Collegial Images

Professor J.D.H. Widdess, Royal College of Surgeons in Ireland and Dr Stacey B. Day, then Asst. Prof. of Research Surgery, University of Cincinnati College of Medicine, ca 1970. In Kentucky.

Professor Charles Aring, MD, Chairman Emeritus, Dept. of Neurology, University of Cincinnati College of Medicine - Colleague and friend.Professor John Dorsey, MD, Chairman Emeritus, Dept. of Psychiatry, Wayne State University. Colleague, friend, and Member of Editorial Board, Biosciences Communication.

Professor Hans Selye, MD, Director, Institute of Experimental Medicine, University of Montreal, Canada. Co-Author, Cancer, Stress, and Death: Colleague, and Member of Editorial Board Biosciences Communications.Professor Tommy Bell, MD. Distinguished Chairman and Professor of Pathology, University of Minnesota, after whom the BELL MUSEUM, developed by me in 1971-1973 is named.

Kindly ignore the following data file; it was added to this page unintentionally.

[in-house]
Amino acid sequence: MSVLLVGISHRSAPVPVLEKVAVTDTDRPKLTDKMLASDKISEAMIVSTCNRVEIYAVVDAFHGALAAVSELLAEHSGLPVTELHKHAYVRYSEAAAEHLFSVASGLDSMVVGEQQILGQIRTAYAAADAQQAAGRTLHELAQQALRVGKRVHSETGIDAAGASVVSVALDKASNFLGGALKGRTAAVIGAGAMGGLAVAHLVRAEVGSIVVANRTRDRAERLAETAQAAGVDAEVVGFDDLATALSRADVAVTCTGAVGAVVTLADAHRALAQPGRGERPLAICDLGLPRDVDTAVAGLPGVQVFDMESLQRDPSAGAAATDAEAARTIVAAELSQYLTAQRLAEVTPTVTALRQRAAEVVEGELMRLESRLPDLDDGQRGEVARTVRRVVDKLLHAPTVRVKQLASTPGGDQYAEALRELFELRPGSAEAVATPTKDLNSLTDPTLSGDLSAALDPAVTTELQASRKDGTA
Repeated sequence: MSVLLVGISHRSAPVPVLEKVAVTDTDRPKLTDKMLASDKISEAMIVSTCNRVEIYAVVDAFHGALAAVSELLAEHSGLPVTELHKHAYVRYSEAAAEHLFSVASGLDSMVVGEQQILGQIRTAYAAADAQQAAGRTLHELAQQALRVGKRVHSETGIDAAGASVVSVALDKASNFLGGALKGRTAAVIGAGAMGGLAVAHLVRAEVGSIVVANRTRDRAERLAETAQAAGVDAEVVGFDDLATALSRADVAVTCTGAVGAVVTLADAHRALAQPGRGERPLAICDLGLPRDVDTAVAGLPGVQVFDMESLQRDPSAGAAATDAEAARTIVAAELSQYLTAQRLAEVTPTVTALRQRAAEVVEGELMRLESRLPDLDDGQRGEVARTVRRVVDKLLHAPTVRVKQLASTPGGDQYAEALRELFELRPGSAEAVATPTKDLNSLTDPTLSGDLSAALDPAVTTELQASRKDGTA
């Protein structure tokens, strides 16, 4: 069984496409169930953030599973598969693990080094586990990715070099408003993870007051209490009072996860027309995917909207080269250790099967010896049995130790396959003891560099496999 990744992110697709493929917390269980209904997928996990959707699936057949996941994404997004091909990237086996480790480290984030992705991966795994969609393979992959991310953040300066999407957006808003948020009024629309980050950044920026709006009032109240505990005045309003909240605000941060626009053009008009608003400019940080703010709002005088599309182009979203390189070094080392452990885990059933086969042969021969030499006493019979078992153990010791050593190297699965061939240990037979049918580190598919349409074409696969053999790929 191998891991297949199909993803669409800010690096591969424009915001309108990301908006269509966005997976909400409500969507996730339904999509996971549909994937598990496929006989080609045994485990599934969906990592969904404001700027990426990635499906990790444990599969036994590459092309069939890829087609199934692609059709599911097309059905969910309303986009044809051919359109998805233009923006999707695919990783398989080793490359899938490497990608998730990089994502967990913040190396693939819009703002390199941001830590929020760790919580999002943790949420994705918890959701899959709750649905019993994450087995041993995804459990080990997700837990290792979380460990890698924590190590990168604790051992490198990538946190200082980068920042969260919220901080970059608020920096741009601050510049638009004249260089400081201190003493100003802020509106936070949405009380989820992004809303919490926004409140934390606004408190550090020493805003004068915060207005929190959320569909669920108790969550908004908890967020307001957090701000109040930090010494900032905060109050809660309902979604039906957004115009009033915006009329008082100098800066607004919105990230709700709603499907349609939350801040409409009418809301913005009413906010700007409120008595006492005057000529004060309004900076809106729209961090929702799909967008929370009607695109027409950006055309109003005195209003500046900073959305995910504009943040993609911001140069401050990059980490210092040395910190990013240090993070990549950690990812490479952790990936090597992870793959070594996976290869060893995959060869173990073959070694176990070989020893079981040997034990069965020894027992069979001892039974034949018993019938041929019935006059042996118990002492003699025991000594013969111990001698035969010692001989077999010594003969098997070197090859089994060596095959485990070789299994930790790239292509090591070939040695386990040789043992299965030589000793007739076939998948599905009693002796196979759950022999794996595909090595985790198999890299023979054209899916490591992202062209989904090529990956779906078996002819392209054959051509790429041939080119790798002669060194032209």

Professor Stacey Day in robes of Ntufam Ajan Oban, (traditional costume of Chief) in Oban, S.E. Nigeria being challenged by MGBE SPIRIT of the FOREST, who commands order and is much feared. This is a traditional ritual in which the Chiefs must show no fear. Ca 1990.

Univ. of Kyushu Faculty Lunch Group. Dr Hideki Teshima, who worked with me at the Sloan Kettering Inst. for Cancer Research in N. Y. standing left. Prof. Kiyoshi Inokuchi, Chairman Emeritus, Dept. of Surgery, seated third from left next to Professor Stacey Day, seated second from left.

Professor Yujiro Ikemi (left), Professor Stacey Day (center), and Professor Tetsuya Nakagawa (right), FUKUOKA, ca 1994.

Professor Lou Safer, Dean, School of Arts, University of Minnesota, ca 1977. Colleague and friend. Inscription on a graphic portrait that he presented to me on my 60th birthday.

Dr Stacey Day with Mr Walter Bodfish, Eskimo son of the New England Whaler, Captain Hartford Bodfish. On the tundra at Wainwright Inlet, Alaska, 1971. Note the harpoon and rawhide caribou line in his hands. He had created this replica of the old time Eskimo harpoons as used for hunting the whales at the turn of the century (1905).